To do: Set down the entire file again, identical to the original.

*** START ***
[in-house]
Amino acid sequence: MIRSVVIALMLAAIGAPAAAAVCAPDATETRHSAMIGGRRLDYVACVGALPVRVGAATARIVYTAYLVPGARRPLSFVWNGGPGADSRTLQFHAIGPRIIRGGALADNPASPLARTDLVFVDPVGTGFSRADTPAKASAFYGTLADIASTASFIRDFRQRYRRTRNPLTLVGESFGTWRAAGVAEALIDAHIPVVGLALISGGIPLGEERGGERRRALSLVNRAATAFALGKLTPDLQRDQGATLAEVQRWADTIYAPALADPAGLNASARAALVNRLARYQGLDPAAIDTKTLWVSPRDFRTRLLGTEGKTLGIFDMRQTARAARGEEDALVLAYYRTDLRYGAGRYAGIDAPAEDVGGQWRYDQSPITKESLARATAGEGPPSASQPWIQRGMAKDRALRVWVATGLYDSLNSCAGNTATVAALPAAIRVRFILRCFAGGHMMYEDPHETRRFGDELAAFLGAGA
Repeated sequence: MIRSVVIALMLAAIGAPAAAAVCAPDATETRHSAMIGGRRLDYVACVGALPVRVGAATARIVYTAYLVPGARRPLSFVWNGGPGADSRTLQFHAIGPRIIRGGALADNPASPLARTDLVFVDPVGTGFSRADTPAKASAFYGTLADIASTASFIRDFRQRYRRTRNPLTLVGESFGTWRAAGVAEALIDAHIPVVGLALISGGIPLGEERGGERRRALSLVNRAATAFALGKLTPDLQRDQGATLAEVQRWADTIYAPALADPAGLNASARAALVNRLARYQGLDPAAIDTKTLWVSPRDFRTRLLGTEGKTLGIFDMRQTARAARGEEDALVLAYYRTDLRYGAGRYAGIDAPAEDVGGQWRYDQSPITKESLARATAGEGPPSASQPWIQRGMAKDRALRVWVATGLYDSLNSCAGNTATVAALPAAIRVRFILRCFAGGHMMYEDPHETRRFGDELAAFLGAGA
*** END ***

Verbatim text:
[in-house]
Amino acid sequence: MIRSVVIALMLAAIGAPAAAAVCAPDATETRHSAMIGGRRLDYVACVGALPVRVGAATARIVYTAYLVPGARRPLSFVWNGGPGADSRTLQFHAIGPRIIRGGALADNPASPLARTDLVFVDPVGTGFSRADTPAKASAFYGTLADIASTASFIRDFRQRYRRTRNPLTLVGESFGTWRAAGVAEALIDAHIPVVGLALISGGIPLGEERGGERRRALSLVNRAATAFALGKLTPDLQRDQGATLAEVQRWADTIYAPALADPAGLNASARAALVNRLARYQGLDPAAIDTKTLWVSPRDFRTRLLGTEGKTLGIFDMRQTARAARGEEDALVLAYYRTDLRYGAGRYAGIDAPAEDVGGQWRYDQSPITKESLARATAGEGPPSASQPWIQRGMAKDRALRVWVATGLYDSLNSCAGNTATVAALPAAIRVRFILRCFAGGHMMYEDPHETRRFGDELAAFLGAGA
Repeated sequence: MIRSVVIALMLAAIGAPAAAAVCAPDATETRHSAMIGGRRLDYVACVGALPVRVGAATARIVYTAYLVPGARRPLSFVWNGGPGADSRTLQFHAIGPRIIRGGALADNPASPLARTDLVFVDPVGTGFSRADTPAKASAFYGTLADIASTASFIRDFRQRYRRTRNPLTLVGESFGTWRAAGVAEALIDAHIPVVGLALISGGIPLGEERGGERRRALSLVNRAATAFALGKLTPDLQRDQGATLAEVQRWADTIYAPALADPAGLNASARAALVNRLARYQGLDPAAIDTKTLWVSPRDFRTRLLGTEGKTLGIFDMRQTARAARGEEDALVLAYYRTDLRYGAGRYAGIDAPAEDVGGQWRYDQSPITKESLARATAGEGPPSASQPWIQRGMAKDRALRVWVATGLYDSLNSCAGNTATVAALPAAIRVRFILRCFAGGHMMYEDPHETRRFGDELAAFLGAGA